Selfishness and Self-fullness: the Fine Line

Every day, I am sure, hundreds of people get called selfish wrongly.

This is a very dear subject to my heart, because, in fact, I was many times called selfish, and although I believed it until not too long ago, after hours of looking at the ceiling and wondering how I could be less so, after long debates with my inner self that was telling me she didn’t really understand what being selfish meant any more, I finally got rid of the word as one of my qualifiers (or at least replaced it).

I am not a selfish person, I am no longer one and in fact, I am not sure that word was ever one that could qualify me properly. Now don’t take me for full of myself, let me explain.

Selfish is thinking of your happiness DESPITE others’ own. Selfish is putting yourself first no matter what, always, so you can achieve your goals while stepping over others’ feet (and it might be even more satisfying to do it so). Selfishness is BAD in the eyes of anyone who realises it, and although the Selfish might know it is bad, the Selfish chooses to act the way he or she has decided while causing harm because in the end, he/she is not going to be the one feeling the pain/disappointment/whatever bad they might have caused.

Many people might be called selfish when they might just be inconsiderate for once, when they might want to do something despite others’ offers or when they might choose for themselves when no one else is involved but when others would like to be involved and therefore think they have a say in what that person has chosen for him/herself.

Let’s say you and I are having dinner and you choose to have a pizza with fish on it; I would like to try it but I don’t want to have fish tonight and tell you to have more vegetables on it instead (while having my own pizza with cheese because today I just want cheese on my pizza). You say no, because you want that fish on your pizza. Although I might be erroneously tempted to call you selfish, I am in no right to do so because, all cheesiness apart, it is your life you are living after all, and if you feel like having fish on your pizza tonight, you should have that fish because you want it and it will not have any impact on my life (apart from the fact that I would really have liked to try fish and you could have been the way for me to try it).

It is simple. Even though life examples are not that simple, these are the kind of elements we should take into account before calling anyone selfish instead of, maybe, I don’t know, just, inconsiderate, for example (although it doesn’t really apply to the pizza example).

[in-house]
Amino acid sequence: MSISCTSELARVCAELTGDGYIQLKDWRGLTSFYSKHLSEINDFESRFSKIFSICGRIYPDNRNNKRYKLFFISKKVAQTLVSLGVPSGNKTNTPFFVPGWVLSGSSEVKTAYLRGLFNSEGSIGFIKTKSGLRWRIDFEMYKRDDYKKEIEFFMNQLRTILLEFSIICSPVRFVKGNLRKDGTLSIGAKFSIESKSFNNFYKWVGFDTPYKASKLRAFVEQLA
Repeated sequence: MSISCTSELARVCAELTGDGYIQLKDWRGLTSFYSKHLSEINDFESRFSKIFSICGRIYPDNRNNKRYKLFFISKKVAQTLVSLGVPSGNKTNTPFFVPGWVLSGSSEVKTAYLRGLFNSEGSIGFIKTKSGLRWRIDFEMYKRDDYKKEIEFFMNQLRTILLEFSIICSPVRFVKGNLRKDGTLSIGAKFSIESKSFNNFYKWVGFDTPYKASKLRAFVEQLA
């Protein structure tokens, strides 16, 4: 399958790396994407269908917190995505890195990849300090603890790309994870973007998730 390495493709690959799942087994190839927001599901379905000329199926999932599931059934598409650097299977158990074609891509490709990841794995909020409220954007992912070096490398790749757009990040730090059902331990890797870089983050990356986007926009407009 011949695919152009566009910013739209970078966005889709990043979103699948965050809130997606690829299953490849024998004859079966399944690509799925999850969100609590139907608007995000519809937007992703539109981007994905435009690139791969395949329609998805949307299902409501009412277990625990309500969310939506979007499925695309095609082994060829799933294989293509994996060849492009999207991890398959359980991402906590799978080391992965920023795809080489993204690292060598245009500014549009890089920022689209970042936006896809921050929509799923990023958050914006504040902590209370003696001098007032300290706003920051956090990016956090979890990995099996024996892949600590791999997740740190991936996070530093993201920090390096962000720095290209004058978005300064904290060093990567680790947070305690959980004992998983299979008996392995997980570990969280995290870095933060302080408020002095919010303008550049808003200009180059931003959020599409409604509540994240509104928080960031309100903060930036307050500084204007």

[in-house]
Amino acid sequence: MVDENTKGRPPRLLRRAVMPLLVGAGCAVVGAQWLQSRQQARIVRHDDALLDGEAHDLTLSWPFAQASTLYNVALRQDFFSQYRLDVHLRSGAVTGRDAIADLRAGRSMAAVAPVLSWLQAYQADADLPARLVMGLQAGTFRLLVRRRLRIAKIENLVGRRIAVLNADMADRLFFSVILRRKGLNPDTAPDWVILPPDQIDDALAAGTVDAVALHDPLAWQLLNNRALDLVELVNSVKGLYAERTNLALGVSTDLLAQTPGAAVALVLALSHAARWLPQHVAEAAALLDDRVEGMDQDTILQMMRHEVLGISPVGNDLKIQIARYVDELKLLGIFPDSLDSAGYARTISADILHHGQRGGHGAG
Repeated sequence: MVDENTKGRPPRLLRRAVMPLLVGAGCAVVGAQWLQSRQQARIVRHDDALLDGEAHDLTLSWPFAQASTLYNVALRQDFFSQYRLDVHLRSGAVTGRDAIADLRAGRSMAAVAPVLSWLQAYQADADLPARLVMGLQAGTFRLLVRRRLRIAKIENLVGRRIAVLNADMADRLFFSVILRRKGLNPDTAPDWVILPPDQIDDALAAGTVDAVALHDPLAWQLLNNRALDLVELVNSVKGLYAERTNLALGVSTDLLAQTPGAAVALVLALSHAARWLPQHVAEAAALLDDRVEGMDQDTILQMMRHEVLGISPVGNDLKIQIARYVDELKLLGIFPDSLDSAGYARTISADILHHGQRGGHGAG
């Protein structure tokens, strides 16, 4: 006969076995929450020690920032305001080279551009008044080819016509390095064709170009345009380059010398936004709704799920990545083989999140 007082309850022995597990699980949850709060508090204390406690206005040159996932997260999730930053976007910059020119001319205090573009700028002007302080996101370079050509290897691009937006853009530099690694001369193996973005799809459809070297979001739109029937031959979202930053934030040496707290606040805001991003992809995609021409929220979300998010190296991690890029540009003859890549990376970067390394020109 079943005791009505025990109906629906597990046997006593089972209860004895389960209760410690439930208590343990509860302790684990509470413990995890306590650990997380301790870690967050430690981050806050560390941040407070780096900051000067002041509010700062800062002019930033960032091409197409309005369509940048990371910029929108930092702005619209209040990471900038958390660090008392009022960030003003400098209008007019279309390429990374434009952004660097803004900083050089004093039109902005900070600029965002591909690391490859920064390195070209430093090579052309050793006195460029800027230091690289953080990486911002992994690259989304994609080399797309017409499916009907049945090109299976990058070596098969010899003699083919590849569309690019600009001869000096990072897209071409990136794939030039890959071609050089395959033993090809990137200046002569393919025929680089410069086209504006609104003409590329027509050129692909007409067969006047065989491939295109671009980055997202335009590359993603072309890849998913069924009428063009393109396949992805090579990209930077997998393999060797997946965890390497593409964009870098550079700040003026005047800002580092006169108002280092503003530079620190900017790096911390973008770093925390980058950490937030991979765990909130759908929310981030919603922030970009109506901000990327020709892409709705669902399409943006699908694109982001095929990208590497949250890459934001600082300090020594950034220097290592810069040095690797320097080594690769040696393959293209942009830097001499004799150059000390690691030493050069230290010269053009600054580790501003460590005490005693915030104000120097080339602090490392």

So, no, I am not selfish because it is not my pleasure to sit on the worker’s freshly painted bench just because I really want to sit on that bench and have no interest in making him happy (or at least not unhappy), nor is it my pleasure to throw my trash on the ground just because the bin is too far for my legs to walk to, and finally I do not enjoy crushing someone else’s success just so I can get to the top myself.

Even after all this time quote

Now take a minute to reflect on the last time you called someone selfish (or were called so or overheard it). Was it really selfishness? Was the action really performed despite someone’s well-being?

OR was it just you thinking of yourself because you are a human being like any other human being on this planet and have your own rights to be, do, act the way you actually want to be, do, act? Was it just you trying to follow your reason, your heart, your goals, your desires – without doing any harm to anyone? Was it just you needing your time alone, your time somewhere, your time somehow, some way?

Just like any other human being, you were being self-full and that’s okay. And what matters then is to keep both feet on the ground when interaction with others is needed, in order not to go over to the selfishness side. Being self-full is important; in fact, it is necessary. How can you know, otherwise, who you are and where you are? And more importantly, how can you interact well with people that surround you? Because yes, the opposite is just as bad: being selfless does not bring you any good either. Being selfless turns you into a suitcase that was put on a train rack or an airport trolley. Being a suitcase on an airport trolley does not take you anywhere apart from where the person driving the trolley wants to take you. And you cannot live your life being a suitcase on that trolley.

Because when the airport trolley gets put back in line with the other airport trolleys, you’ll be in the middle of the airport, unable to walk and unable to choose whether you want fish or cheese or vegetable on your pizza. And you’ll be unhappy, but you want to be happy because everyone wants to be happy.

And don’t call people selfish. It hurts and it is unnecessary negativity. Call them by their other faults so they can actually be constructive negative comments. And if you catch them in their self-fullness moments, just breathe and listen to them, let them be – and allow yourself your moments, too.

Child3

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